There's a lot of personal-finance software out there that'll teach your kids about money. Me? I use notebook paper. And it's worked like a charm.
A couple of years ago, I conducted a fun experiment to find out just how much my kids knew about money: I invited them to apply for a free loan from the Bank of Dad.
Of course, that required the obligatory loan interview. To recap: The scientific results showed my kids had a lot to learn about personal finance and money management.
As a parent, those are crucial topics I want them to master by the time they start their own lives. So to help get them there, I taught them the art of bookkeeping.
What is bookkeeping, exactly? Well, besides being the only word in the English language that’s spelled with three consecutive sets of double letters, it’s the act of chronologically recording income and expenses to understand how much money is available at any given time.
For managing personal finances, a single-entry system such as a checking account register is all you need. I taught my kids to use a slightly modified system that’s no more complicated but better geared for their needs.
Today, most of us do our bookkeeping on spreadsheet software, but I insisted my kids go old-school. They use a good ol’ composition book (the kind you used in junior high) as a ledger. Here’s how it works…
Instead of getting a fixed allowance each week, my kids have a list of chores. Some must be done daily, others less often. Each chore has a “wage” assigned to it. For example, making the bed is worth a quarter, pulling weeds is worth two bucks, and so on.
Every time the kids complete a chore on the list, they enter the activity into their ledger book in black ink. Then they have the entry approved by either me or Mom, and we sign our initials. The signature not only ensures quality control – for example, is the bed really made or are the covers just thrown over the top of the bed? – but it also guards against phantom entries being recorded into the books.
My kids have their own ledgers they’re responsible for. Each composition book is divided into six columns as shown in the example below…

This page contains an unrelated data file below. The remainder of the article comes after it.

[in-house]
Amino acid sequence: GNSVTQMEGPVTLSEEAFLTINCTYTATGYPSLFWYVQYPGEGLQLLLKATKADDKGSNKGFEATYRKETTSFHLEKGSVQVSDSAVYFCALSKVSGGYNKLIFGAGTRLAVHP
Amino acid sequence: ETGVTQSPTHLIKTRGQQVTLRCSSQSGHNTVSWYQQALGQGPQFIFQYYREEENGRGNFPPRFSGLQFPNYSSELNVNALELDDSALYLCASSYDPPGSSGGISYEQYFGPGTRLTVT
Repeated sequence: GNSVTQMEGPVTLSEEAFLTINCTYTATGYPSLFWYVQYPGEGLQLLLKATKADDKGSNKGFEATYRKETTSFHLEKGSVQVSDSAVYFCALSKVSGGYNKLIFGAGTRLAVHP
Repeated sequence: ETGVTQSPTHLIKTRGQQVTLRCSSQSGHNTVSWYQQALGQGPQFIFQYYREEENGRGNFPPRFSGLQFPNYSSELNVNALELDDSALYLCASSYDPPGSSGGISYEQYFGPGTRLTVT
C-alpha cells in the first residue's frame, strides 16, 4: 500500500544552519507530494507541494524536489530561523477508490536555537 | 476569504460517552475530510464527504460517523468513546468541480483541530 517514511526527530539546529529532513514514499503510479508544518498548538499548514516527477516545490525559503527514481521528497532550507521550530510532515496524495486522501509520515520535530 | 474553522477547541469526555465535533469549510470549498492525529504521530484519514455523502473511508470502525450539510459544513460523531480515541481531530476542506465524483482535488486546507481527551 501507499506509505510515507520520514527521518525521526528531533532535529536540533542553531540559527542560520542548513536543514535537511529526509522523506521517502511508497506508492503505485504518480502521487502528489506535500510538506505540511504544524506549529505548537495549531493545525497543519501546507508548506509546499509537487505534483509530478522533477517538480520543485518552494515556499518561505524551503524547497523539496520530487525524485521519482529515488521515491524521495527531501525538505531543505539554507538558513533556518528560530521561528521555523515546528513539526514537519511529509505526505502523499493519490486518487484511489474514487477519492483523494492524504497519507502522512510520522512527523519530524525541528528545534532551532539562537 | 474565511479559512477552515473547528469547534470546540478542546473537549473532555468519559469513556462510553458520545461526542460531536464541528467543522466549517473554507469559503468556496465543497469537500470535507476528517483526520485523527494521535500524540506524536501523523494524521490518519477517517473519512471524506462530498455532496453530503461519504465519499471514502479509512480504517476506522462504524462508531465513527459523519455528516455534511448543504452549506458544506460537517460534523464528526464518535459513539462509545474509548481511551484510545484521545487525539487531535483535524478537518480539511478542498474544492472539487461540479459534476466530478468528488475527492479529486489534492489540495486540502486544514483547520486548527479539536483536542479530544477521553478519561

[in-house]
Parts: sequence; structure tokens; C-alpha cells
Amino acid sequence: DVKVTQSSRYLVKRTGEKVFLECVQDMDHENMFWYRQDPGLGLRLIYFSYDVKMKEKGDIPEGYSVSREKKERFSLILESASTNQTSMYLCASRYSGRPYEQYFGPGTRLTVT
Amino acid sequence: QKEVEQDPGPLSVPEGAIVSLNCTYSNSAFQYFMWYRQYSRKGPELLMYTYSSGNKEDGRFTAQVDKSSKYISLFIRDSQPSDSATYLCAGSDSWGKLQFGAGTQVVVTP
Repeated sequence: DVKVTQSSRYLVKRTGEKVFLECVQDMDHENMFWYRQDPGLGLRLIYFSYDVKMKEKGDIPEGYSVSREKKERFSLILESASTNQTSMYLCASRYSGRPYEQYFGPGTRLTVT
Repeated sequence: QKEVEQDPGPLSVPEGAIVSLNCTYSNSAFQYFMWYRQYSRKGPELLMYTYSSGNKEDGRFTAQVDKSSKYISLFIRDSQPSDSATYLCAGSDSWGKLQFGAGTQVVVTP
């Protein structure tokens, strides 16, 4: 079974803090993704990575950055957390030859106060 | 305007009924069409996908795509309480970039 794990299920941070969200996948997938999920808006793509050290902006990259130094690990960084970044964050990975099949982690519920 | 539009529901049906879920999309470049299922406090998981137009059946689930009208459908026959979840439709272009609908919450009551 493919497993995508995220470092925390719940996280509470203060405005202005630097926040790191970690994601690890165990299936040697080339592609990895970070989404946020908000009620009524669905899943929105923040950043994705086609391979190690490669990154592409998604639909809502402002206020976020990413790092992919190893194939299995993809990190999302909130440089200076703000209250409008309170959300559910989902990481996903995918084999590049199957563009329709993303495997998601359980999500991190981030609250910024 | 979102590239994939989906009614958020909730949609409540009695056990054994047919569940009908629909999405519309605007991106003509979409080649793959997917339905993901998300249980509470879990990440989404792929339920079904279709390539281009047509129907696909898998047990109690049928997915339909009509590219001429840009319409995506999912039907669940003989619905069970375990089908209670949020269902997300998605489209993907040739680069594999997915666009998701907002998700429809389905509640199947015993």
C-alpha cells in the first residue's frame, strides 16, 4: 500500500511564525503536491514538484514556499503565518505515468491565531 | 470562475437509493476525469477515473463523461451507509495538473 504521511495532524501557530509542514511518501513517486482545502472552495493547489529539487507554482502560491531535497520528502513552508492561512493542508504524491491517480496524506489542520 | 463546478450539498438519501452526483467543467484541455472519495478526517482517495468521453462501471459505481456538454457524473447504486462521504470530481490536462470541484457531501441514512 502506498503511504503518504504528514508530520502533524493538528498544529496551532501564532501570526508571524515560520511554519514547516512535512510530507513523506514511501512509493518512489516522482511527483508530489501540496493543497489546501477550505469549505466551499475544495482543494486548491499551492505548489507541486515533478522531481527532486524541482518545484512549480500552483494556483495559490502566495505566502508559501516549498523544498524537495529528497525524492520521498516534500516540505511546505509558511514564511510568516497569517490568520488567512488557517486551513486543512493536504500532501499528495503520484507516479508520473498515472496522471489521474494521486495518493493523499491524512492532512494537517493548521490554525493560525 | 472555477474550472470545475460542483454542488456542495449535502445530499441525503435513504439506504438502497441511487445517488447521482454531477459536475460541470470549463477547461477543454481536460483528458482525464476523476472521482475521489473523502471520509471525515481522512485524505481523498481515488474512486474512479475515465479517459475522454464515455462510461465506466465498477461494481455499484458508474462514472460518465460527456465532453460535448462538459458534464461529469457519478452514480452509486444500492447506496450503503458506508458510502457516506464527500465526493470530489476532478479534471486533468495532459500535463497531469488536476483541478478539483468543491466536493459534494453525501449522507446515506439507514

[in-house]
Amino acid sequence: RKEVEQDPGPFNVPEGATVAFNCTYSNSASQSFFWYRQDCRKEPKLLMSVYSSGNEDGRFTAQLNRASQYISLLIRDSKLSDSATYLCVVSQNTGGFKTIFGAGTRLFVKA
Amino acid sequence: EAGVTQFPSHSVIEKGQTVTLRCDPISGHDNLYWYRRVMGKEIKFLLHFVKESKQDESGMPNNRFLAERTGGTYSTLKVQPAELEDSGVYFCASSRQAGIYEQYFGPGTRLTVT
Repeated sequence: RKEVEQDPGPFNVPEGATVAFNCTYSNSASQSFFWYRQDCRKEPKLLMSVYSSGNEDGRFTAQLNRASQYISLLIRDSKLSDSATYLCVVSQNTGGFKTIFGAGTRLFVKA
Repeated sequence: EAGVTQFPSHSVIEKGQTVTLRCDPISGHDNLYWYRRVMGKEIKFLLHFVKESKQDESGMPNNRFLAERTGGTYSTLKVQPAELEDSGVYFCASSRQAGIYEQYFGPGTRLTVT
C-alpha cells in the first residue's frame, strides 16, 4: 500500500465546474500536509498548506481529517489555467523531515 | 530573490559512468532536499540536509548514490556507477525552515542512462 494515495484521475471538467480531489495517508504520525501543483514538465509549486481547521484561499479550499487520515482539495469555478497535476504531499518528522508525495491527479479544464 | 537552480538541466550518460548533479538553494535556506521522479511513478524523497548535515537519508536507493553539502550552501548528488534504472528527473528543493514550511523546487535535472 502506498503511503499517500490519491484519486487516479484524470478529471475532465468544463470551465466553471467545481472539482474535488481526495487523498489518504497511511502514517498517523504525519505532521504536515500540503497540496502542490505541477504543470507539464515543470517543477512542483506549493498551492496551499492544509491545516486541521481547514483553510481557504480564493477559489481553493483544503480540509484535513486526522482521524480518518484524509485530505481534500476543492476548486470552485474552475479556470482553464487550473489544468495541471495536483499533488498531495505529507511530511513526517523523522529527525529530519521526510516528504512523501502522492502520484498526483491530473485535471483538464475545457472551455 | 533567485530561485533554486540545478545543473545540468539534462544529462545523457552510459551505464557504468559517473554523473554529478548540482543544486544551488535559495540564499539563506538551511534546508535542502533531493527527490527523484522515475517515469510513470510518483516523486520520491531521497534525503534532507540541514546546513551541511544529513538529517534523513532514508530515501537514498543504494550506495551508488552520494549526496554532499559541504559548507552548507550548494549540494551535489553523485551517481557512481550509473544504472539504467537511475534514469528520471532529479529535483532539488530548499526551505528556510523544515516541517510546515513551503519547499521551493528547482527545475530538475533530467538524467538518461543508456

To avoid any disputes between employer and management, a list of their chores and the corresponding pay for each task is listed inside the front cover of their ledger books.
The ledger gives the kids an up-to-the-minute accounting of their current financial situation. When the kids are ready to make a withdrawal, they write (in red ink, of course) the amount of money they want in the ledger’s debit column. The kids are then promptly paid by the Bank of Dad and are asked to sign their names on the ledger sheet to verify that they received the money.
To encourage saving, the kids are given a 25 percent bonus on the last day of each month on the net money saved for the month, after withdrawals. Of course, this bonus is recorded in the ledger as a “Savings Bonus.”
The kids are also permitted to withdraw more money than they currently have in their account. In essence, I’m permitting them to take a loan from the Bank of Dad. To discourage going into debt, the kids are charged 25 percent interest on their outstanding negative balance. The first interest payment is applied on the last day of each month, starting with the first full month their balance is “in the red.” Depending on when they take out the loan, they could have as long as 60 days to get their balance into positive territory before having to make an interest payment.
And that’s all there is to it. You can modify and make any rules you want in starting your own ledger project for your kids.
My kids eagerly accepted the use of ledgers and have since become adept at simple bookkeeping. The best part of this system is that, because bookkeeping requires nothing more than basic addition and subtraction skills, it can be done by kids as young as 6 or 7 years old. If you’re like me and want to take an active role in their personal finance development, I urge you to give ledgers a try!